You could say that Zoe Saldana is the queen of futuristic action films with movies like “Guardians of the Galaxy,” “Star Trek” And “Avatar. But now the Dominican-Puerto Rican actress is taking a break from traveling galaxies and going back in time for the drama “Live By Night,” a movie about organized crime that takes place in the American Prohibition era.
In Ben Affleck’s new drama, Saldana portrays a Cuban immigrant named Graciella Corrales, who grapples with the hatred of the Ku Klux Klan and the harsh realties of being married to a gangster named Joe Coughlin (played by Affleck).
With the film’s release this Friday, Saldana caught up with Chica to talk about working with Ben Affleck, the meaning of the American Dream and much more.
How was it working with Ben Affleck?
It was amazing! Being an actor first, there’s a lot of empathy that he provides for actors because he has a great understanding of how important actors are, how much we contribute, how much we go through to put a character together so it just felt like I was in good hands and I felt like I could try anything. He was also able to multitask; he was writing, directing, producing and acting in this movie and you never felt that other things were interrupting what he had on the table at that time.
Tell us more about your character Graciella.
She’s an immigrant from Cuba. Her and her brother are in the molasses business and they find themselves in the South in the 1920’s-30’s, a time where the hostility amongst the masses was overwhelming because of the prohibition, racism, discrimination and gender equality and yet these two individuals manage to run a very lucrative and the most successful-run business in Florida at that time.
How do you feel that you connect with your character?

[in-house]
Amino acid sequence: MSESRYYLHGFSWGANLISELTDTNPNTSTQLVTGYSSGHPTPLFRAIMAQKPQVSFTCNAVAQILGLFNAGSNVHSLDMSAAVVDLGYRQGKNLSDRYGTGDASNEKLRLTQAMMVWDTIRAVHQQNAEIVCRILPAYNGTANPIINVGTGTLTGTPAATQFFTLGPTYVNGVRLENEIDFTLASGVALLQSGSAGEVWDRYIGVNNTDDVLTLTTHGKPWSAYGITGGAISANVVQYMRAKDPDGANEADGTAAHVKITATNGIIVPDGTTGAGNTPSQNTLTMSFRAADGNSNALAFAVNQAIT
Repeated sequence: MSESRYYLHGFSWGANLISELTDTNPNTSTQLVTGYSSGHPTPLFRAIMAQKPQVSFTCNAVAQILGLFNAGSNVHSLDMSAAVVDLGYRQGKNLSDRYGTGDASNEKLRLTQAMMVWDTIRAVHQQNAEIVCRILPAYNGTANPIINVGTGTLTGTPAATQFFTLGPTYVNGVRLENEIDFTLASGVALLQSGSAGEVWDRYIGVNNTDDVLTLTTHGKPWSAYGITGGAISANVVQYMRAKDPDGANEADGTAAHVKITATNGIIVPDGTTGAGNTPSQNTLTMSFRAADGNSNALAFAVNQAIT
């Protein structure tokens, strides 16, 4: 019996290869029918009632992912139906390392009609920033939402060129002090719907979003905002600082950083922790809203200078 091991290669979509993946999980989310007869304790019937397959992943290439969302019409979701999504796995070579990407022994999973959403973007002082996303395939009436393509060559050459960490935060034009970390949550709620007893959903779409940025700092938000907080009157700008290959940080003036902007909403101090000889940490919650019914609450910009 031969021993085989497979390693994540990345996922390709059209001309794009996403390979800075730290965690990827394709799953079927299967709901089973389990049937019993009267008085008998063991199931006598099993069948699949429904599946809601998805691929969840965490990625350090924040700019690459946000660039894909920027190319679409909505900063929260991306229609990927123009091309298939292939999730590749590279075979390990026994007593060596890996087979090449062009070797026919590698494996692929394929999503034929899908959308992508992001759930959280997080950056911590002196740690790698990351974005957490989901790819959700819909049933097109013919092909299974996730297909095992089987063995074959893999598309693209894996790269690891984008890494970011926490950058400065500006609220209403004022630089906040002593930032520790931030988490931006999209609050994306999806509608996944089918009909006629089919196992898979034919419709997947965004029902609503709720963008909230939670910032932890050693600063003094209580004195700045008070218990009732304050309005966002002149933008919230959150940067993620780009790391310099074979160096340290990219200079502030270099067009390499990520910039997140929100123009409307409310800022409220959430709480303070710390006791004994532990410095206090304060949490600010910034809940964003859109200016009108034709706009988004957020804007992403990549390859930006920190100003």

It was easy for me to connect with Graciela on a cultural basis because I am from the Caribbean and I grew up there partially so my take on Caribbean culture is that it’s super gracious; it’s about decency, grace, education and just being a very great individual. Those were the qualities I wanted her to possess because I just feel like that was what I read of her on paper.
This movie is all about paying the price for the American Dream, what is the meaning of the American Dream to you?
The freedom to do things that you wouldn’t be able to do anywhere else in the world.
You are known for roles with a futuristic theme and this [movie] is taking us back to the past on Earth, which do you enjoy acting in more— past or future?
I enjoy skipping time! [Laughs] I just enjoy going forward, going back. I think it’s so much fun. It’s gives me an inside [look] of what the possibilities can be moving forward and also what it was like back then. I gain a deep understanding sometimes to people and cultures when I’m able to go back in history and play a certain character.
A highlight of the film was the fashion, is there any piece that you loved or something you’d wear all the time?
I think everything that I wore I would keep and I would wear every single day. It was hard not to alter your walk or extra bend your wrists when I would wear all those garments. It gives a glimpse of what it must’ve been like for women at that time, where it was just natural to be gracious. I do wish we could back [in time]— sometimes it bothers me how casual we could be in public places. Sometimes we’re too bohemian or too casual and when somebody’s dressed [up] and looking dandy and dapper, it’s like ‘Oh, she’s extremely overdressed’ and it’s like ‘No, she’s enjoying fashion. She’s having fun.’ I [also] wish I was that bold and I would cut my hair that short. I loved it!
Really? So why don’t you cut your hair?
The only time that I would have cut my hair was when I would have breakups. Those were awesome because there is nothing that gets you over a breakup [more] than when you cut your hair. Immediately you relieve all that sh-t. But I’m married now and I am not ever breaking up.
Also, Dominican parents are not fans of their children cutting their hair.
Oh, no. My mom has always had short hair and she’s dyed it every single color known to mankind. My mom doesn’t keep up those kinds of traditions, which is why my grandmother always wanted to kill her. She kept our hair long for as long as she could and the moment one of us would have this yearning to cut it, she would allow us to do what we wanted with our bodies and that included our hair.
“Live By Night” will hit theaters everywhere on Friday, January 13th.